When the landlords of a Georgia rental house found drugs inside, they did what most landlords would do — they called the authorities. Now, the landlords say they will be forever hesitant to take that step.
According to a news report, the couple had stopped by the property, with their child in tow, to secure it after their tenants had been busted for drugs during a traffic stop.
Earlier in the month, Immigration and Customs Enforcement and Homeland Security had arrested the three tenants when drugs were discovered in their vehicle.
The landlords were asked to provide federal agents with information from the rental applications. According to the report, the landlords say that federal officials had released the house back to them to secure and restore.
But when the couple went into the property, they discovered bags of drugs still hidden inside a hole in one of the walls. The next thing they knew, they were in jail.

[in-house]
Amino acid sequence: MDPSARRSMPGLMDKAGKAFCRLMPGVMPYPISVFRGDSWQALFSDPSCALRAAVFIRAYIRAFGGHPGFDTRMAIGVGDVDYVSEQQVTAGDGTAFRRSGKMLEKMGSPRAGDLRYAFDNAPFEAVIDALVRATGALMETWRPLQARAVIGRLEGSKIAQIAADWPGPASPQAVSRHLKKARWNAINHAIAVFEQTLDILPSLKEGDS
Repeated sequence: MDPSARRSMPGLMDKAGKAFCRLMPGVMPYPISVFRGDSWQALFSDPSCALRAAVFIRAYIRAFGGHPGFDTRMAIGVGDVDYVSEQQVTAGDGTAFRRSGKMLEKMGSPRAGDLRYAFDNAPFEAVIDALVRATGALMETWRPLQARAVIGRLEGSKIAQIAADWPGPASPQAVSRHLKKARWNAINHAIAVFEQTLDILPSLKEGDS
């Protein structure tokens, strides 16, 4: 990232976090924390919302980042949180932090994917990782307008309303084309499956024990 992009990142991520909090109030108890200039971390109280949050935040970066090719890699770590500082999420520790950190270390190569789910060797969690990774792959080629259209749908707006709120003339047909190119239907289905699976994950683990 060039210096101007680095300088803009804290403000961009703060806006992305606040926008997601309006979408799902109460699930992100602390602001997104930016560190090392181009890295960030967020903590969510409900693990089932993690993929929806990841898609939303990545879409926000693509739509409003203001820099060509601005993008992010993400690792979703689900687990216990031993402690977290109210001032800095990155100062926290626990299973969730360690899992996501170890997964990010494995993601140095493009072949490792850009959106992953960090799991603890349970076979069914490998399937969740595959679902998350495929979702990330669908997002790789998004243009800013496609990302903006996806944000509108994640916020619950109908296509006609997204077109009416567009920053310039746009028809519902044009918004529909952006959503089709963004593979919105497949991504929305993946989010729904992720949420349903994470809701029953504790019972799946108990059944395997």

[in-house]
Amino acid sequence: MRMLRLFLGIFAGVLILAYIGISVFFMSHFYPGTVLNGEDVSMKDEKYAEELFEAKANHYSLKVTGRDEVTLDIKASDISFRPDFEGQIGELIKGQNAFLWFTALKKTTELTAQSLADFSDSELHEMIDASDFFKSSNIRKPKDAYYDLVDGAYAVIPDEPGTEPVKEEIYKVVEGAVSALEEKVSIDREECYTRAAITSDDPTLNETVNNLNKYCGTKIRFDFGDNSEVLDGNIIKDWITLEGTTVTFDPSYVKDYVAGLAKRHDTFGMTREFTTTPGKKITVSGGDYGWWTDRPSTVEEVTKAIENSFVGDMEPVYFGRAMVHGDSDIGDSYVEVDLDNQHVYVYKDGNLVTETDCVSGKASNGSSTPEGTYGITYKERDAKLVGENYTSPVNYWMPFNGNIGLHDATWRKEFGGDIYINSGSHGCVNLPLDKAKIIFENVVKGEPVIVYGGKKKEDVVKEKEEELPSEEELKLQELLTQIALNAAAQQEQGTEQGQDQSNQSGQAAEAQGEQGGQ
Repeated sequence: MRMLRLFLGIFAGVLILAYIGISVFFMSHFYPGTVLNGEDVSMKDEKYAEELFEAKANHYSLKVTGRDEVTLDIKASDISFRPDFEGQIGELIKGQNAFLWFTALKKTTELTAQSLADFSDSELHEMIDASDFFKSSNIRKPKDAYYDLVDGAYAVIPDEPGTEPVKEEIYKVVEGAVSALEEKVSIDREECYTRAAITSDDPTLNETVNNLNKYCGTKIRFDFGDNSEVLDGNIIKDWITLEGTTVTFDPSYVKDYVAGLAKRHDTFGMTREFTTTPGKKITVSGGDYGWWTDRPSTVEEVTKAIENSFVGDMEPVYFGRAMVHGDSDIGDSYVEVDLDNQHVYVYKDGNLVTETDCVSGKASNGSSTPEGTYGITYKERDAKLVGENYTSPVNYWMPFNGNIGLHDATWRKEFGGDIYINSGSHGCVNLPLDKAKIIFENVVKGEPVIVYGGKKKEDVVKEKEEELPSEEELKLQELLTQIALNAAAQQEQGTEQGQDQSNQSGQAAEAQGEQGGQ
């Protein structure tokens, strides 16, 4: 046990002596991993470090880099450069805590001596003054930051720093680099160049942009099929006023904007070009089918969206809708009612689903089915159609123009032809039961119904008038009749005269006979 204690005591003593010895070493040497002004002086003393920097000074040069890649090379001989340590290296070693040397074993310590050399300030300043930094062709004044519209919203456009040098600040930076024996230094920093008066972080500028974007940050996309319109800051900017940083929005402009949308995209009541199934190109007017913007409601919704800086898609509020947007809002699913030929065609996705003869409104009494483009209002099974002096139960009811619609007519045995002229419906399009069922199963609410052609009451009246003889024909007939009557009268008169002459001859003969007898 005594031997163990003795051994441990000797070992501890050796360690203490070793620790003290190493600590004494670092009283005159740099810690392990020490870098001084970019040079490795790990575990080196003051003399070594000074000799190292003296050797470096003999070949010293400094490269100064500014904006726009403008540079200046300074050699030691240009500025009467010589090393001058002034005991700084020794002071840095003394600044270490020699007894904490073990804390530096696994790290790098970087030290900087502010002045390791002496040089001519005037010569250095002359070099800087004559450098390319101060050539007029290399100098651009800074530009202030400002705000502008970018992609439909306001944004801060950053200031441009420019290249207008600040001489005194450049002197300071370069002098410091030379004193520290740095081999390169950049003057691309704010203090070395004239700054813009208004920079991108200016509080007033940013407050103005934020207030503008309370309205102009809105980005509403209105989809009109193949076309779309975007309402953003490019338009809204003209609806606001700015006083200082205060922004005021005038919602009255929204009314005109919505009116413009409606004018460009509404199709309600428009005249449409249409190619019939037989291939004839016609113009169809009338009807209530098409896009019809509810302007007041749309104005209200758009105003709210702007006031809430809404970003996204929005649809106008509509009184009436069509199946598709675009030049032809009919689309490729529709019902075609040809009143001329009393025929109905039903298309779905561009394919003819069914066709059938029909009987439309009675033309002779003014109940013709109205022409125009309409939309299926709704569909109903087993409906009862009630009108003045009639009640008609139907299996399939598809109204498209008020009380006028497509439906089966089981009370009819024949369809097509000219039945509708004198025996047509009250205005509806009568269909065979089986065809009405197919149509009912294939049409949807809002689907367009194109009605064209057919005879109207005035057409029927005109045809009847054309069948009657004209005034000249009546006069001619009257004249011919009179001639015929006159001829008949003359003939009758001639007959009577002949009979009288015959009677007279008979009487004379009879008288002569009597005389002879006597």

When the landlords discovered the hidden cache, they called the same ICE agent they had been working with. That agent, according to one landlord’s statement, told them to call 911 to dispatch local police to retrieve the drugs. The landlords then waited outside. Their child remained in the car.
Local police arrived first, and then appeared disgruntled that the ICE agent was involved, according to the landlords. They say that once the ICE agent left the scene, local police separated the couple and began to interrogate them.
Detectives accused the couple of complicity and tampering with evidence. Both were arrested at the house, while the panicked child was left behind with a bystander who promised to contact relatives.
The landlords remained in jail for two days before being arraigned, and are now out on bond, facing the state tampering charges, according to the report.
Both federal and state authorities have denied responsibility, according to the report. Federal officials say the couple was not arrested under federal law; state officials said the case is being investigated by federal authorities.
The couple says their cellphone contains a message from the federal agent apologizing for the confusion, according to the report.